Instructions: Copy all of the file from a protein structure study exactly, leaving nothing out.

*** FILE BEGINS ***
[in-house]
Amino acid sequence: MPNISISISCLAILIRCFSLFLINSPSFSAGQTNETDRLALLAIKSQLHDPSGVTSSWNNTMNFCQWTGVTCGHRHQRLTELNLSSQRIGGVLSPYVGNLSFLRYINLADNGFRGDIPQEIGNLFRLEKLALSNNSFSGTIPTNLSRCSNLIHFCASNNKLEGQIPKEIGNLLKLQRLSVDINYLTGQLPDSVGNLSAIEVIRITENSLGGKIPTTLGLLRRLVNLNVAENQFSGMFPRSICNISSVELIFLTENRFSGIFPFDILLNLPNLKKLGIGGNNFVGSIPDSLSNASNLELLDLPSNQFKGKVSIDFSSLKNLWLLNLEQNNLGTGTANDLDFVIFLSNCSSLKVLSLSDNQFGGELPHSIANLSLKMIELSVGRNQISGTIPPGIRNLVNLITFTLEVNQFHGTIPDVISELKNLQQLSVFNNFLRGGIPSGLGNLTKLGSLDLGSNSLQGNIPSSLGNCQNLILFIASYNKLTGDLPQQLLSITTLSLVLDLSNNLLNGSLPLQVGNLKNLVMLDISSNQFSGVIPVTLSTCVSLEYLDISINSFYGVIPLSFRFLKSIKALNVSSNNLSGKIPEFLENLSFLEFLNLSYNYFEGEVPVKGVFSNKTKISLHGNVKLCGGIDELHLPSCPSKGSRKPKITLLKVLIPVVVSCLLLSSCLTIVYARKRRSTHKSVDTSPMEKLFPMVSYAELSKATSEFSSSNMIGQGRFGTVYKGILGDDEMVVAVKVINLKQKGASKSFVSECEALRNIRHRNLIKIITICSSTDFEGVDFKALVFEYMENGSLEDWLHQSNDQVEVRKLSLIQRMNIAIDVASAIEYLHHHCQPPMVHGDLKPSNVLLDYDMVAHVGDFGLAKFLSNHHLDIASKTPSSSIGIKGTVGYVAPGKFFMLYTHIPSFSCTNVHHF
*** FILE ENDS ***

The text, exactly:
[in-house]
Amino acid sequence: MPNISISISCLAILIRCFSLFLINSPSFSAGQTNETDRLALLAIKSQLHDPSGVTSSWNNTMNFCQWTGVTCGHRHQRLTELNLSSQRIGGVLSPYVGNLSFLRYINLADNGFRGDIPQEIGNLFRLEKLALSNNSFSGTIPTNLSRCSNLIHFCASNNKLEGQIPKEIGNLLKLQRLSVDINYLTGQLPDSVGNLSAIEVIRITENSLGGKIPTTLGLLRRLVNLNVAENQFSGMFPRSICNISSVELIFLTENRFSGIFPFDILLNLPNLKKLGIGGNNFVGSIPDSLSNASNLELLDLPSNQFKGKVSIDFSSLKNLWLLNLEQNNLGTGTANDLDFVIFLSNCSSLKVLSLSDNQFGGELPHSIANLSLKMIELSVGRNQISGTIPPGIRNLVNLITFTLEVNQFHGTIPDVISELKNLQQLSVFNNFLRGGIPSGLGNLTKLGSLDLGSNSLQGNIPSSLGNCQNLILFIASYNKLTGDLPQQLLSITTLSLVLDLSNNLLNGSLPLQVGNLKNLVMLDISSNQFSGVIPVTLSTCVSLEYLDISINSFYGVIPLSFRFLKSIKALNVSSNNLSGKIPEFLENLSFLEFLNLSYNYFEGEVPVKGVFSNKTKISLHGNVKLCGGIDELHLPSCPSKGSRKPKITLLKVLIPVVVSCLLLSSCLTIVYARKRRSTHKSVDTSPMEKLFPMVSYAELSKATSEFSSSNMIGQGRFGTVYKGILGDDEMVVAVKVINLKQKGASKSFVSECEALRNIRHRNLIKIITICSSTDFEGVDFKALVFEYMENGSLEDWLHQSNDQVEVRKLSLIQRMNIAIDVASAIEYLHHHCQPPMVHGDLKPSNVLLDYDMVAHVGDFGLAKFLSNHHLDIASKTPSSSIGIKGTVGYVAPGKFFMLYTHIPSFSCTNVHHF